Edwin


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Ed·win

 (ĕd′wĭn) 585?-633.
King of Northumbria (617-633) who ruled as far north as Edinburgh and was converted to Christianity (627).
American Heritage® Dictionary of the English Language, Fifth Edition. Copyright © 2016 by Houghton Mifflin Harcourt Publishing Company. Published by Houghton Mifflin Harcourt Publishing Company. All rights reserved.

Edwin

(ˈɛdwɪn)
n
(Biography) ?585–633 ad, king of Northumbria (617–633) and overlord of all England except Kent
Collins English Dictionary – Complete and Unabridged, 12th Edition 2014 © HarperCollins Publishers 1991, 1994, 1998, 2000, 2003, 2006, 2007, 2009, 2011, 2014

Ed•win

(ˈɛd wɪn)

n.
A.D. 585?–633, king of Northumbria 617–633.
Random House Kernerman Webster's College Dictionary, © 2010 K Dictionaries Ltd. Copyright 2005, 1997, 1991 by Random House, Inc. All rights reserved.
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Noun1.Edwin - king of Northumbria who was converted to Christianity (585-633)
Based on WordNet 3.0, Farlex clipart collection. © 2003-2012 Princeton University, Farlex Inc.
References in classic literature ?
'Never you mind me, Master Edwin,' retorts the Verger's wife; 'I can take care of myself.'
'I thought you had so exactly found your niche in life, Jack,' Edwin Drood returns, astonished, bending forward in his chair to lay a sympathetic hand on Jasper's knee, and looking at him with an anxious face.
I am afraid, dear Edwin and Angelina, you expect too much from love.
Poor little Angelina, too, sheds silent tears, for Edwin has given up carrying her old handkerchief in the inside pocket of his waistcoat.
One of the most interesting, perhaps, is about Edwin, King of Northumbria.
By degrees King Edwin began to think much about the Christian faith.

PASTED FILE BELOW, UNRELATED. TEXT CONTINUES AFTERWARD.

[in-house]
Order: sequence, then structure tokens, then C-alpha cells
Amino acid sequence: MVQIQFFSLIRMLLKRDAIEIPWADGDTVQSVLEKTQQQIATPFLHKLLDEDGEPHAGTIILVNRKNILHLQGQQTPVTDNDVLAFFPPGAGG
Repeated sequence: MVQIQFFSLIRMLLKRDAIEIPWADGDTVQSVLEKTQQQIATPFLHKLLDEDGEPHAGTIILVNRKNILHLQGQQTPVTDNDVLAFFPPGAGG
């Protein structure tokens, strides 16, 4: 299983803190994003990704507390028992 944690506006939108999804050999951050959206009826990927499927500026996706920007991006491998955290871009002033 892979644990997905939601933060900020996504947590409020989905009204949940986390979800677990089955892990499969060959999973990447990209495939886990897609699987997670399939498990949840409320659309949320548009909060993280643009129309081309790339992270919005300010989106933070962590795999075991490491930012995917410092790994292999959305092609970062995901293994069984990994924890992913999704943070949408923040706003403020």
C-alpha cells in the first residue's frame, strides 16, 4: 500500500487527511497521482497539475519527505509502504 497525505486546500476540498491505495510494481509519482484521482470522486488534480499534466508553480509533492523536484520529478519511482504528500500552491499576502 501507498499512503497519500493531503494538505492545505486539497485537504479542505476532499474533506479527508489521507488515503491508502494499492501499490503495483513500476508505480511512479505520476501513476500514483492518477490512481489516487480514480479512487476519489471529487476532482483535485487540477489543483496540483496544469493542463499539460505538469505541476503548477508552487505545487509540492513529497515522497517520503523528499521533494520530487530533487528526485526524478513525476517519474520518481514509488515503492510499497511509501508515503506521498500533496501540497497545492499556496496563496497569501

Edwin and Morcar, the earls of Mercia and Northumbria--"'
Others had made the same attempt, and there was a household of Blenkers--an intense and voluble mother, and three blowsy daughters who imitated her--where one met Edwin Booth and Patti and William Winter, and the new Shakespearian actor George Rignold, and some of the magazine editors and musical and literary critics.
I did not come to the "Princess," either, until I had saturated my fancy and my memory with some of the shorter poems, with the "Dream of Fair Women," with the "Lotus-Eaters," with the "Miller's Daughter," with the "Morte d'Arthur," with "Edwin Morris, or The Lake," with "Love and Duty," and a score of other minor and briefer poems.
Borthrop Trumbull, the furniture, books, and pictures which anybody might see by the handbills to be the best in every kind, belonging to Edwin Larcher, Esq.
Brownlow, drawing Oliver to him, and laying his hand upon his head, 'is your half-brother; the illegitimate son of your father, my dear friend Edwin Leeford, by poor young Agnes Fleming, who died in giving him birth.'
It was, however, obvious, that this kind of interest must in the end occasion a degree of sameness and repetition, if exclusively resorted to, and that the reader was likely at length to adopt the language of Edwin, in Parnell's Tale: